This isn’t a due date. This is a deadline. This isn’t just a timeline to leave; this is a warning of the violence to come. 

It’s worth mentioning that this deadline was initially created by US President Joe Biden, but now, it is in the ownership of the Taliban. They have insisted that all foreign troops must be out of Afghanistan by the August 31 deadline and that no extension would be provided.

President Biden is convinced of the importance of getting out of Afghanistan as fast as humanly possible. He has called the conflict an “unwinnable war” that “does not have a military solution”. He is confident that he will free all Americans from Afghanistan before the date, but there are concerns some may be left behind. Especially after the recent terrorist attacks outside the airport, taking the lives of 12 US Soldiers and over 60 Afghan civilians.

The Taliban have explicitly stated that there will be consequences if foreign troops remain in Afghanistan after August 31st. After Tuesday, if you are still in Afghanistan, that is where you will stay. That is when the Taliban will consolidate their position and begin adopting their policies throughout the nation.

Once again, Biden has placed himself in an incredibly difficult position. There is no option other than to get all Americans out of Afghanistan by Tuesday. If this does not occur, the consequences are severe. Any military attempt to try and recover other people could be met with violence and subsequent military escalation, but refusing to try and free more Americans will damage him within politics domestically. His relaxed approach to Afghanistan has and will continue to cost him.

It is worth acknowledging that America should have withdrawn from Afghanistan over a decade ago. After the success of the 2001 mission, there was no evident need to remain in the nation past 2004/2005, yet they continued with this goal of creating a new democracy, which turned out to be unbelievably fragile.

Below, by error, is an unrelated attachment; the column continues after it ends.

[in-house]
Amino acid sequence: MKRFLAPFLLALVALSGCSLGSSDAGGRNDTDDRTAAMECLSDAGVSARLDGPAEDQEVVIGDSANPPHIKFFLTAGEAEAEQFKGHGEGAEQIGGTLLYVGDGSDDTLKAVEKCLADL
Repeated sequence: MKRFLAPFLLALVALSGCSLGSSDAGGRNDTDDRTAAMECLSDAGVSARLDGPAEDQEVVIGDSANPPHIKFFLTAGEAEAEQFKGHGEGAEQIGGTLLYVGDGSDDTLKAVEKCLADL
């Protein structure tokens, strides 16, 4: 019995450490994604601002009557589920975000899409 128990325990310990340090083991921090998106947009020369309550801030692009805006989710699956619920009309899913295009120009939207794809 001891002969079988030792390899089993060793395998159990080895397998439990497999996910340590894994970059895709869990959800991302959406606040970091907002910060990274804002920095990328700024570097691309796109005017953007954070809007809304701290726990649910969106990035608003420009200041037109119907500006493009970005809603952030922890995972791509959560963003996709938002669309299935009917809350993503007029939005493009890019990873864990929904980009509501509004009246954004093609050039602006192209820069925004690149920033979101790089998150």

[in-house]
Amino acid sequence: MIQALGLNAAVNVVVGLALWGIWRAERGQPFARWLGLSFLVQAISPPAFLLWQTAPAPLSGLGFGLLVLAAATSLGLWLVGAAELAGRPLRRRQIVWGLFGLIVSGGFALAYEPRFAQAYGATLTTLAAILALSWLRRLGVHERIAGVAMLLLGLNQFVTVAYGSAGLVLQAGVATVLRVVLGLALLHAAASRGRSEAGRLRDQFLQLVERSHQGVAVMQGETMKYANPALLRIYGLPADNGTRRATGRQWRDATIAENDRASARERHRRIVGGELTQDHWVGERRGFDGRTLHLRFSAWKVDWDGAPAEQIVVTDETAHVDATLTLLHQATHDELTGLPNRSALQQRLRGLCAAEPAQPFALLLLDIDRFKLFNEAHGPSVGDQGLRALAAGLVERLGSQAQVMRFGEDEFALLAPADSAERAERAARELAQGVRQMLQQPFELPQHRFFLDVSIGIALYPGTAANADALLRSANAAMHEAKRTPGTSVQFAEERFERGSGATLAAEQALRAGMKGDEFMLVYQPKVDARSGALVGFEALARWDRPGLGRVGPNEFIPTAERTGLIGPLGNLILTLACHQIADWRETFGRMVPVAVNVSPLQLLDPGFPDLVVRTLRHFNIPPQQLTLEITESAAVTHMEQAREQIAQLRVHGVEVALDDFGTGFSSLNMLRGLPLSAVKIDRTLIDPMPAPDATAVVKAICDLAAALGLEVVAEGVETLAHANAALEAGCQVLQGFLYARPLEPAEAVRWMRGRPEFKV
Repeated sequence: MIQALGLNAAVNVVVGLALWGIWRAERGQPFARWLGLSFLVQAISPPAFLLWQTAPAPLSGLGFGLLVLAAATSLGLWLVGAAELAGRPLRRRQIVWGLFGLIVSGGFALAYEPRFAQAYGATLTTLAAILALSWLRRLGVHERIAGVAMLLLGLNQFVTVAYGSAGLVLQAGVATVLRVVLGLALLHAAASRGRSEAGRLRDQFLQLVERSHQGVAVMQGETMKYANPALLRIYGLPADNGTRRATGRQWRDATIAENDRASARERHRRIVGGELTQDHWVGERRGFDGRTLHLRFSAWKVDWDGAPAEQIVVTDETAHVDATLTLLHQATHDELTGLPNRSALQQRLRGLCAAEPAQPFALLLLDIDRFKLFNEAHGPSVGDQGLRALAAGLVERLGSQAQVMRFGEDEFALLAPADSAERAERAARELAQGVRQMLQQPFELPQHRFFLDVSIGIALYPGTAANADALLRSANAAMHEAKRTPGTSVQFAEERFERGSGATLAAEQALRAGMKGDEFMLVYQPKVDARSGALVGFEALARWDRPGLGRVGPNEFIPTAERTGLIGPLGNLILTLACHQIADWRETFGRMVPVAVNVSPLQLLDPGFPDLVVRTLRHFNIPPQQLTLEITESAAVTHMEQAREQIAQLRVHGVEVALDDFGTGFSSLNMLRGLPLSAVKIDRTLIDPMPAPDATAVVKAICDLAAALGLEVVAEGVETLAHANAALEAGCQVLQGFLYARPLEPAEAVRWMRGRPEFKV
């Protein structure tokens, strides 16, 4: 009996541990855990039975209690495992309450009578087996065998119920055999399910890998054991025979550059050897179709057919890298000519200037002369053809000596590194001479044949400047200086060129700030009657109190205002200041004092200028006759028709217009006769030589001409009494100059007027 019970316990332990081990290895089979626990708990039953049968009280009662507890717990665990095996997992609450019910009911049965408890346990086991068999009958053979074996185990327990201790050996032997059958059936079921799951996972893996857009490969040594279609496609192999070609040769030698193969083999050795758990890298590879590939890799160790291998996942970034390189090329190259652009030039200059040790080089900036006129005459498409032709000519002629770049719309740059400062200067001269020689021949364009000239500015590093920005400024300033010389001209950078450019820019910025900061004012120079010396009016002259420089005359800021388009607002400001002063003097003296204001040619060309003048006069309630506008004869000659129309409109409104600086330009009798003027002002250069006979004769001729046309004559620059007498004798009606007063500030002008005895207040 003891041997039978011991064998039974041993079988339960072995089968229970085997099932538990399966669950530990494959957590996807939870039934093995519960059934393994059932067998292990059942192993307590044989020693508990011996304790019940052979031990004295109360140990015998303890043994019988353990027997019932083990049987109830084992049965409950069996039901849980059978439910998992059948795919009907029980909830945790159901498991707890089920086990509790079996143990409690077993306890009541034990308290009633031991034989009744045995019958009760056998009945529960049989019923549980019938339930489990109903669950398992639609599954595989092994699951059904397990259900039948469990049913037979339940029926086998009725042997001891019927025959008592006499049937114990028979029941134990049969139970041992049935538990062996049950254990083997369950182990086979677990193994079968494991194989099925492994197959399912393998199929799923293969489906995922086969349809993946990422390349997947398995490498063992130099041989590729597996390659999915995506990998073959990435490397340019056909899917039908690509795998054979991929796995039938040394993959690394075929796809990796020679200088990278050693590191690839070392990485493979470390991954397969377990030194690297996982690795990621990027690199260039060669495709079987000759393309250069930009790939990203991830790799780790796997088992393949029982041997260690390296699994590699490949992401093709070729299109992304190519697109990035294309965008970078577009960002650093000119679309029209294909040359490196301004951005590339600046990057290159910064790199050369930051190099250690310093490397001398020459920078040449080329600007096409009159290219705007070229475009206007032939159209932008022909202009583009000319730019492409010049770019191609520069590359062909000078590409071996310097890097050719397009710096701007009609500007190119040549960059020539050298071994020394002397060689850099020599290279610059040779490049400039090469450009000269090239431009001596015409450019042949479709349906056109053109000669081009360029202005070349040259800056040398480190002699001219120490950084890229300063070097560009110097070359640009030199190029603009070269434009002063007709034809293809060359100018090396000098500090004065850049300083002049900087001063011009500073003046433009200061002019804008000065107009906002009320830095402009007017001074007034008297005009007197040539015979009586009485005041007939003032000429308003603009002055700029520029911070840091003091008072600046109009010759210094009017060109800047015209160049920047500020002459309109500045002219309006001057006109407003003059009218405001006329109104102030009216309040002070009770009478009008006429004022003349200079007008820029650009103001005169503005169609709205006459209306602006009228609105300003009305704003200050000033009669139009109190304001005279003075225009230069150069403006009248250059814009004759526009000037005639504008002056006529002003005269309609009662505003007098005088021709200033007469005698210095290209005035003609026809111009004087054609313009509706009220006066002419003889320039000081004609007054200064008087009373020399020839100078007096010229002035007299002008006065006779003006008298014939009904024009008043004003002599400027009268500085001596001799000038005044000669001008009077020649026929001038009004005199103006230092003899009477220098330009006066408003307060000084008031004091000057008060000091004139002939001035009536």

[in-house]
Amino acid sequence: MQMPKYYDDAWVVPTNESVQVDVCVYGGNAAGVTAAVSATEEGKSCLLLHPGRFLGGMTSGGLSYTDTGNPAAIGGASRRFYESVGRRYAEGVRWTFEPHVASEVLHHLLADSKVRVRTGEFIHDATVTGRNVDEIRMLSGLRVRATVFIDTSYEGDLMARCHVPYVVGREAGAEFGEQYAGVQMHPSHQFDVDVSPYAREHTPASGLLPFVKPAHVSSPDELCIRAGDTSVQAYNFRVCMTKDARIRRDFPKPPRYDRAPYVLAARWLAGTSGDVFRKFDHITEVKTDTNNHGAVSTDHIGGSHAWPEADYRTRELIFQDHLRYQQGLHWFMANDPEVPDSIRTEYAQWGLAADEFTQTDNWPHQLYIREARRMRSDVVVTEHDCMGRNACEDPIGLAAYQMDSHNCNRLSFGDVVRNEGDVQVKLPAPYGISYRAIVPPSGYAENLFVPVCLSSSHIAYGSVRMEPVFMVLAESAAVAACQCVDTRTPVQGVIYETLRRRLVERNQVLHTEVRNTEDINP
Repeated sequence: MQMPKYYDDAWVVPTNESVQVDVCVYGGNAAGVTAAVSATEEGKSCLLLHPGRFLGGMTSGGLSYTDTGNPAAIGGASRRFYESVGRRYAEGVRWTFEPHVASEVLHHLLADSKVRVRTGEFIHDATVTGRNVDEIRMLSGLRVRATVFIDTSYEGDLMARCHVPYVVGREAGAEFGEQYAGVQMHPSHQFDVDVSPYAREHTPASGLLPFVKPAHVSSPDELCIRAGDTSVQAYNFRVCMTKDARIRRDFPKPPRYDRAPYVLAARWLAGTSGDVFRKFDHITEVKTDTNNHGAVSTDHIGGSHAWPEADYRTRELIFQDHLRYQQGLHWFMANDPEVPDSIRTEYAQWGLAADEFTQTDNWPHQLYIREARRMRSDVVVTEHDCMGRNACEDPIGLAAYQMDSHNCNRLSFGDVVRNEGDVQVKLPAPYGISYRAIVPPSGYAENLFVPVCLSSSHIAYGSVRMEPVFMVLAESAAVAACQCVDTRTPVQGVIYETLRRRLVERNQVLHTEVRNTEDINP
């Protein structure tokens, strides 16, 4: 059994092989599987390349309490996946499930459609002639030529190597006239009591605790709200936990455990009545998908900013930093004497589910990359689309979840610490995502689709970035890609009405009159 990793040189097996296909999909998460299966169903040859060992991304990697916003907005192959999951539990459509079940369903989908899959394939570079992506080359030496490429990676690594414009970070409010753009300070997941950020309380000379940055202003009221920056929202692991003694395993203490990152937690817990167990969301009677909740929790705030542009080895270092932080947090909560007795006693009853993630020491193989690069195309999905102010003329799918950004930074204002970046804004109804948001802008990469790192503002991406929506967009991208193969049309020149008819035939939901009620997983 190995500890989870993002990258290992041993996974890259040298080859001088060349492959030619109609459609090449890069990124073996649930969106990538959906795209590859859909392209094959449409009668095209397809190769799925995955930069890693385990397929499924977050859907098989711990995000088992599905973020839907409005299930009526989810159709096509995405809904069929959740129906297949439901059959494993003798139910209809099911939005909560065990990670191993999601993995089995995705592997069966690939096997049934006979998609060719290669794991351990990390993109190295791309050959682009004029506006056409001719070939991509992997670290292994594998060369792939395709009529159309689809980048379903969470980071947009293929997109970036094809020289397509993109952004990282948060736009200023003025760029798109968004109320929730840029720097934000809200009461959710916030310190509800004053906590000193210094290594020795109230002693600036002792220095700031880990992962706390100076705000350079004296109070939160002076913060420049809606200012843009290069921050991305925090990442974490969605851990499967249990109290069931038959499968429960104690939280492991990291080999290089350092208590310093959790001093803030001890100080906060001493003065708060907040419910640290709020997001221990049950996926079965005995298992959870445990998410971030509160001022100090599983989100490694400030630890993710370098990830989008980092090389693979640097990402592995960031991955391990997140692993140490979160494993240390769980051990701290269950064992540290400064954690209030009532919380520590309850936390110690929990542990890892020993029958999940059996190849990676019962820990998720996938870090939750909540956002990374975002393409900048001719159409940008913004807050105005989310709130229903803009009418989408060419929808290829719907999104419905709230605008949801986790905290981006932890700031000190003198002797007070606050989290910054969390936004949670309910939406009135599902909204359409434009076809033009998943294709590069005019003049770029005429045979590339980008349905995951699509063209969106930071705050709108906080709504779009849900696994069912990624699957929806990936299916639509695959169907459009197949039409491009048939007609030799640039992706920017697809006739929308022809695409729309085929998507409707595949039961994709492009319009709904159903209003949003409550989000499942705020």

Furthermore, there is limited rebuttal from world leaders against the Taliban. Now, I’m not saying they should be trying to argue and increase tension, but it does mean that the Taliban have immense power within the nation, which they can and will exploit. This will likely mean a humanitarian crisis in Afghanistan with limited means to provide support to helpless civilians. There are so many unknowns with how the new Taliban government will interpret sharia, and with the current situation, it may be too late before we ever find out the damage occurring in the nation.

In Australia, our government has been unsurprisingly conservative in its rhetoric towards Afghanistan. This was epitomised by Prime Minister Scott Morrison, reviving his belief around stopping boats and turning back asylum seekers this week. We back here again? Absolutely not. There is zero reason to return to this rhetoric, yet he still feels some desire to ‘show-off’ a policy that was insanely horrific and useless.

Mr Morrison has promised the rescue of 3000 refugees. The multi-decade pledge from Australia to support Afghanistan is culminating in saving only 3000 people from a regime that beheads those who once worked for its enemies. With Mr Dutton by his side, Mr Morrison will not change his view on this now, but this must be part of the election debate as a way to pressure the Australian government into supporting change.

The formal deadline is rapidly approaching. However, this isn’t a regular due date where you can submit your work and forget the assignment. This due date will be followed by chaos, violence and uncertainty. Everyone must submit their work on time, or else civilians will become desperate to ensure they save their marks, that they take extreme measures.

For now, rescue. After, we must support and create new plans, for we cannot stop a humanitarian crisis with violence. If we try, we have failed to learn from history.

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